Jul 06, 2012
SA’s economic leadership of Africa slipping awayBack
Pretoria|Africa|Defence|Denel|Industrial|Africa|Brazil|China|Egypt|Ethiopia|India|Kenya|Nigeria|Russia|South Africa|Tanzania|Uganda|Industrial|Manufacturing|Oil|Services|Jacob Zuma|Mohammed Mursi|Nelson Mandela|Power|Thabo Mbeki|East Africa
© Reuse this
It is true that all three ANC administrations – those of Presidents Nelson Mandela, Thabo Mbeki and Jacob Zuma – have followed a policy of fiscal discipline. But fiscal discipline is not a specifically ‘neoliberal’ policy. One can easily find examples of Roman emperors (who had no conception of a free market) maintaining fiscal discipline.
As for economic policy, if South Africa had followed a neoliberal one there would, today, be no Minister or Ministry of Public Enterprises and no State-owned monopolies dominating key sectors of the economy. Probably, the only State-owned companies left would be defence industrial group Denel (for military strategic reasons) and the passenger railways.
As I have pointed out in a previous column, the South African government loves to associate with the Bric quartet of Brazil, Russia, India and China but steadfastly refuses to implement the kind of policies they undertook – the very policies that made them Brics.
Perhaps odder still is the widespread failure in South Africa to grasp that this country is not one of the rising powers at all. On the contrary, in relative terms, South Africa is one of the declining powers of the world. True, in absolute terms, South Africa continues to grow and is currently growing more strongly than the established ‘developed’ economies. But most of them are growing, too, albeit slowly, so their decline is also relative, not absolute. In comparison to many other emerging economies, South Africa is doing poorly and is falling behind.
Most seriously, the country is badly lagging behind many other African states. According to AfricanEconomicOutlook.org, in 2011, 38 African countries had higher rates of growth than South Africa. Now, of course, many of these are small economies coming off low bases. Some are rocketing upwards on the back of the global commodities boom. But not all are.
As The Economist pointed out at the end of last year (December 3, 2011), commodities account for only some 33% of Africa’s recent growth. The fastest-growing region of the conti- nent is actually East Africa, which has little oil and few minerals. AfricaEconomicOutlook.org estimates South Africa’s growth rate last year at 3.1%; its estimate for Ethiopia is 10.7%, Kenya 4.5%, Tanzania 6.4% and Uganda 4.1%.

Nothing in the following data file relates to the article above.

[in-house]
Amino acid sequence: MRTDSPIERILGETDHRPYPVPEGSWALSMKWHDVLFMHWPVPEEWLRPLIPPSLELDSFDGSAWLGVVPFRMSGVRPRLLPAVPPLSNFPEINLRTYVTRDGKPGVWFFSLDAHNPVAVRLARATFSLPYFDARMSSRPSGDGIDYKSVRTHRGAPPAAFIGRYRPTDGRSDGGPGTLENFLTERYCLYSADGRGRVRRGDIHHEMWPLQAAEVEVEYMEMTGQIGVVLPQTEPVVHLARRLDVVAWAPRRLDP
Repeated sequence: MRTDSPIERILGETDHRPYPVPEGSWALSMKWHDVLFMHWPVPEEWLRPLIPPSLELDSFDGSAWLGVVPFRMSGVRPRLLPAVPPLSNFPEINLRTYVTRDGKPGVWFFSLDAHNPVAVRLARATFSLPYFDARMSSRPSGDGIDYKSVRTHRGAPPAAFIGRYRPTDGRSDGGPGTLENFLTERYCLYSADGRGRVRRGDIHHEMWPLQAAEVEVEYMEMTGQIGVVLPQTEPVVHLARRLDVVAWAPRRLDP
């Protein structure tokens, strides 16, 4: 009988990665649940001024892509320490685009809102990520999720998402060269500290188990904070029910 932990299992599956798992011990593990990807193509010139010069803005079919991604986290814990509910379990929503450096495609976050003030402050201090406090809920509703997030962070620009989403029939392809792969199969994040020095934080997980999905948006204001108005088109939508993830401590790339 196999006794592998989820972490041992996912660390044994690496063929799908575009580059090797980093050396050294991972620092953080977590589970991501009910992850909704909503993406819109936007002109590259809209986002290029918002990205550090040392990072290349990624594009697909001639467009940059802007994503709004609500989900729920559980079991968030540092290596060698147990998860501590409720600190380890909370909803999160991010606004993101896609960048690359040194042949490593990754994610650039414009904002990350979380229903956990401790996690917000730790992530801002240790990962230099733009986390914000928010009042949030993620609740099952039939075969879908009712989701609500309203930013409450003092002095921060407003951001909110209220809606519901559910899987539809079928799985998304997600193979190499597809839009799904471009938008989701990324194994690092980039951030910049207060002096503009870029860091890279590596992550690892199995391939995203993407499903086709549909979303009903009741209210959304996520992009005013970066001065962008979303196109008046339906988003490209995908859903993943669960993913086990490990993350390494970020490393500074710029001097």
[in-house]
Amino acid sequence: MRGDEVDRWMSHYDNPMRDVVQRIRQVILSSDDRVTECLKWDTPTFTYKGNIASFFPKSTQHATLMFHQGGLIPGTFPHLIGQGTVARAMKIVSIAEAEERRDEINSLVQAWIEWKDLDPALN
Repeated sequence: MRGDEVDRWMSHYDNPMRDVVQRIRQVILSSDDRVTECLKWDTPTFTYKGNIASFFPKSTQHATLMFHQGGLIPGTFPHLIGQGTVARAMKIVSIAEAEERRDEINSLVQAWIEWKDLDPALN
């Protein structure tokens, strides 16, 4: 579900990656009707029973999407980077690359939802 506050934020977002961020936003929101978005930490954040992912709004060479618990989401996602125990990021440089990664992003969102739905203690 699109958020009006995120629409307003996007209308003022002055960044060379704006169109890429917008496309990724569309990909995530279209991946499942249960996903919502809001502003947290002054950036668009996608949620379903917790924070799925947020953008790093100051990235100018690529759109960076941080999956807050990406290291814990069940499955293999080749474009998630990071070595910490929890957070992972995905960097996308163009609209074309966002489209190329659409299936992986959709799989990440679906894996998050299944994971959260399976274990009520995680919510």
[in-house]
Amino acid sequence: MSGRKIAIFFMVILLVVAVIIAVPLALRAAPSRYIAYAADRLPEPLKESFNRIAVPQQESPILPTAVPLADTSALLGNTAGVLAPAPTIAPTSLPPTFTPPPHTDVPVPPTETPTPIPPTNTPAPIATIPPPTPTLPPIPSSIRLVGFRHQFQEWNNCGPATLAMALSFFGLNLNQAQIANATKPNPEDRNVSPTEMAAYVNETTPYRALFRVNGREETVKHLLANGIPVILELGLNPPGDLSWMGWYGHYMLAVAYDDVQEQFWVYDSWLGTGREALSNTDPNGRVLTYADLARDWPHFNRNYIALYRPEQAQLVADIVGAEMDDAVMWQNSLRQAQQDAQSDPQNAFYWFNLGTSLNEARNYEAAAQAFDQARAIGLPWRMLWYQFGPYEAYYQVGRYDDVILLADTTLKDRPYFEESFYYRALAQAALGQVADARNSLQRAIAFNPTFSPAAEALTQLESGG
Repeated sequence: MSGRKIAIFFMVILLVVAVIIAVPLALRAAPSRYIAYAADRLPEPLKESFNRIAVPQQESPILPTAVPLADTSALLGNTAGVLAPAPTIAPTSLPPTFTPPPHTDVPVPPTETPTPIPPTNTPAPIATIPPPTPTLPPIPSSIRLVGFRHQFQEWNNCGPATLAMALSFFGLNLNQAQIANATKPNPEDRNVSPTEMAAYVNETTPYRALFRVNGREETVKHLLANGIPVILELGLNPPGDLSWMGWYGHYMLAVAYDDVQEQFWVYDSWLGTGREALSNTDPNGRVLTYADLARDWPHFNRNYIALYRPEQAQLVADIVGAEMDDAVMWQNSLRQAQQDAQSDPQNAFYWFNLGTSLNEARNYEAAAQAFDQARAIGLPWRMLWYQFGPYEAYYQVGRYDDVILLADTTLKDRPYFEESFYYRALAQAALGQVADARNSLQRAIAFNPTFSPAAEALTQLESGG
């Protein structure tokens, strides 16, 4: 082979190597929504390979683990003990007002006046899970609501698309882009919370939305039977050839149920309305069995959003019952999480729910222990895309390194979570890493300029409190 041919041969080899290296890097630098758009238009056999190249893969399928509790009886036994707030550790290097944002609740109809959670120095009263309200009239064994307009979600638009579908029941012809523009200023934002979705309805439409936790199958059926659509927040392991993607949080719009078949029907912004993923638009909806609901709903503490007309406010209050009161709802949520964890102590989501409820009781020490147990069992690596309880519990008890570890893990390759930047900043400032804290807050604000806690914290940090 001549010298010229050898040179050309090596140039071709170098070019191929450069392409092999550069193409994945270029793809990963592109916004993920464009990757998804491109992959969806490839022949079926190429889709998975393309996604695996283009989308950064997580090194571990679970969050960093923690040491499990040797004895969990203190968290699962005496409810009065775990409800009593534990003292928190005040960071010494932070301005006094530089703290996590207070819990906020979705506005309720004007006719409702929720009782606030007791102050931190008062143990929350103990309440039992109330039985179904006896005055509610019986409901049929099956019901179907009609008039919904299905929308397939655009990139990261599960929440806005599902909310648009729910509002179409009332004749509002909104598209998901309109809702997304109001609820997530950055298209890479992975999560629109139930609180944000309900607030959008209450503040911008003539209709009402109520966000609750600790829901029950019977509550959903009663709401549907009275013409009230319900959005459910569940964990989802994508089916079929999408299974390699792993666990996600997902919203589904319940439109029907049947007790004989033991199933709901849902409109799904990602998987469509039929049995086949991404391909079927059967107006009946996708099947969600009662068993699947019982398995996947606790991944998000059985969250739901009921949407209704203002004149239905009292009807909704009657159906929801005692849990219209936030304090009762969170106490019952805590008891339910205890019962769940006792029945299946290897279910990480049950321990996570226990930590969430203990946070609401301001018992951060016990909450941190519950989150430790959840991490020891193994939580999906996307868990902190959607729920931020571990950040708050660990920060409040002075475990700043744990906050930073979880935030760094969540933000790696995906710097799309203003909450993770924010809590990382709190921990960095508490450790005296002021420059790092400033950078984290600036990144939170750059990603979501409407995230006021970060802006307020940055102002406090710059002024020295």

More importantly for South Africa are the performance of the other two big economies in Africa – Nigeria and Egypt. Nigeria, benefiting from oil, is powering ahead. AfricaEconomicOutlook.org reports that the West African giant grew by 7% in 2009, 7.8% in 2010, an estimated 6.7% last year and is forecast to grow by 6.9% this year. The figures for South Africa are: 2009, – 1.5%; 2010, 2.9%; 2011, 3.1% and 2012, 2.8%.
Of course, South Africa has a bigger and more diversified economy. But, in 2009, in purchasing power parity (PPP) terms, South Africa’s gross domestic product (GDP) ranked twenty-fifth in the world, with a value of $507- billion, whereas Nigerian GDP ranked thirty-fourth at $341-billion. (These figures are from The Economist Pocket World in Figures 2012.) To put it differently, the Nigerian economy was already 67% the size of the South African economy. And it is closing fast.
Then there is Egypt. This economy is significantly larger and more diversified than Nigeria’s. In 2009, manufacturing accounted for 16% of the Egyptian GDP; the proportion for South Africa was 15%. (Services provided 47% of the Egyptian GDP and 66% of the South African GDP.) In 2009, Egypt’s PPP GDP was $471-billion, meaning it was almost 93% of the size of the South African economy.
True, Egyptian economic growth has been hit hard by the revolution. It stood at 4.7% in 2009, rising to 5.1% in 2010, only to plunge to an estimated 1.8% last year and is forecast to reach only 0.8% this year. But these upheavals will be temporary and the country may already, with the election of a new President, Mohammed Mursi, from the previ- ously opposition Muslim Brotherhood, have started the move from political turmoil to stability.
President Mursi’s priorities are reported to be political stability, a new Constitution – and the economy. And what economic philosophy does President Mursi and his party support? The free market. Or, if you prefer, neoliberalism.